On December 11, 1968, I woke up in my dorm room at the university of Scranton to see the front page of the New York Times. At the bottom of the front page were the opening paragraphs of two obituaries – Thomas Merton and Karl Barth who had died on the previous day. The world had lost a great Protestant theologian and a great Catholic monk and spiritual guide.
Though Merton felt closer theologically to Dietrich Bonhoeffer, he had an appreciation for Barth, whom he quoted several times in Conjectures of a Guilty Bystander. As he noted in the preface:
I simply record ways in which theologians like Barth have entered quite naturally and easily into my personal and monastic reflections, indeed, into my own Christian world-view. To put it plainly, the book attempts to show how in actual fact a Catholic monk is able to read Barth and identify with him in much the same way as he would read a Catholic author like Maritain—or indeed a Father of the Church.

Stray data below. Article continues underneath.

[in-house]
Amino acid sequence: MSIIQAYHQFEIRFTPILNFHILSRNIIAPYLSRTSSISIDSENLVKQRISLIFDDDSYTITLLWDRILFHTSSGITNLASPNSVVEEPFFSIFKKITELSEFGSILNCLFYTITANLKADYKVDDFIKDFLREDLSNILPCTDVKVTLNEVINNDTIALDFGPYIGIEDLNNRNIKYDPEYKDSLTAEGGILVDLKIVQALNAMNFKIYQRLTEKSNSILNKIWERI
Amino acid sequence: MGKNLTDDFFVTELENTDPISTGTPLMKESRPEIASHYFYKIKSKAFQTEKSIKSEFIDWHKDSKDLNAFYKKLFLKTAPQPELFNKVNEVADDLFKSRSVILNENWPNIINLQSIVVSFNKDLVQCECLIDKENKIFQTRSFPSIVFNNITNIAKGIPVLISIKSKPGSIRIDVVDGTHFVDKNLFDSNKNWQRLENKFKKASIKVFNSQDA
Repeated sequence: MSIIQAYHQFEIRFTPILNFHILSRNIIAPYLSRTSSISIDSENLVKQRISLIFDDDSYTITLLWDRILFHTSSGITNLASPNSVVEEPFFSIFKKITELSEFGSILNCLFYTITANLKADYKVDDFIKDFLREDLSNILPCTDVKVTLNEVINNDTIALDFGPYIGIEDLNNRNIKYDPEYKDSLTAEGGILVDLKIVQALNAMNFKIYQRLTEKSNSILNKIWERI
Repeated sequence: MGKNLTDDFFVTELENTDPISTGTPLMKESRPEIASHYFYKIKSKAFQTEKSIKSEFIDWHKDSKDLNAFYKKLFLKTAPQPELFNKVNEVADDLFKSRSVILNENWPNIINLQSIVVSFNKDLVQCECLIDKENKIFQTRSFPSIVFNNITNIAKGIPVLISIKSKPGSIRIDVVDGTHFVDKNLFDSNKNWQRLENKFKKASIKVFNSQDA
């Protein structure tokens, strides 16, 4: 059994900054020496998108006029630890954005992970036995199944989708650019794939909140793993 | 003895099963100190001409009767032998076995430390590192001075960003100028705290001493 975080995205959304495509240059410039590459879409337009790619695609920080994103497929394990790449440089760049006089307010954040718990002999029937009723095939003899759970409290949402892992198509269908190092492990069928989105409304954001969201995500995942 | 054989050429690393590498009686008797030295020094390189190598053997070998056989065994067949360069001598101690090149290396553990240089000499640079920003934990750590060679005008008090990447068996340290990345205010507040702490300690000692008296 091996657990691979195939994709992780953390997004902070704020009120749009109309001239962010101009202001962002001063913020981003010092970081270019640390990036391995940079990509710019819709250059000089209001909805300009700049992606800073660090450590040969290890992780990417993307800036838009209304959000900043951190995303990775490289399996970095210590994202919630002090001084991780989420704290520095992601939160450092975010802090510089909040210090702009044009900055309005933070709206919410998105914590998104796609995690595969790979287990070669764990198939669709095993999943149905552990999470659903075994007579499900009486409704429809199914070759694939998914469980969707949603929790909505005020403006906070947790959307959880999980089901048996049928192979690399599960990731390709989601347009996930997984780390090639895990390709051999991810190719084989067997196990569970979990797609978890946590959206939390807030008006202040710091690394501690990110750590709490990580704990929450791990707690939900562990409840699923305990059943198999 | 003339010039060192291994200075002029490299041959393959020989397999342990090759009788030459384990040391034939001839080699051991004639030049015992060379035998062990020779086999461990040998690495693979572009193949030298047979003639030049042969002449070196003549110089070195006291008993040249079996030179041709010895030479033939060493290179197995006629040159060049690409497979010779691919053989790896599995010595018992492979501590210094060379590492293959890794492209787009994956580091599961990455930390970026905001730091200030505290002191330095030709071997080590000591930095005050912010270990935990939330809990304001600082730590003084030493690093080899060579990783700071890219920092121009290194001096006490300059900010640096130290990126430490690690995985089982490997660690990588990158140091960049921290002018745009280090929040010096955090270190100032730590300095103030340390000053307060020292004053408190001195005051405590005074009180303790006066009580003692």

Merton notes that Barth played Mozart every morning before writing, perhaps – speculates Merton – “unconsciously seeking to awaken, perhaps, the hidden sophianic Mozart in himself, the central wisdom that comes in tune with the divine and cosmic music and is saved by love, yes, even by eros.” Or, as Barth himself wrote, ““it is a child, even a ‘divine’ child, who speaks in Mozart’s music to us.”
Merton suggests that it is not theology that will save us but the encounter as a child with Christ.
And so I wonder how Merton and Barth would greet each other in the presence of God. I think Merton would repeat what he wrote:
“Fear not, Karl Barth! Trust in the divine mercy. Though you have grown up to become a theologian, Christ remains a child in you. Your books (and mine) matter less than we might think! There is in us a Mozart who will be our salvation.”
And so we are called to be as little children, approaching the Lord who loves us.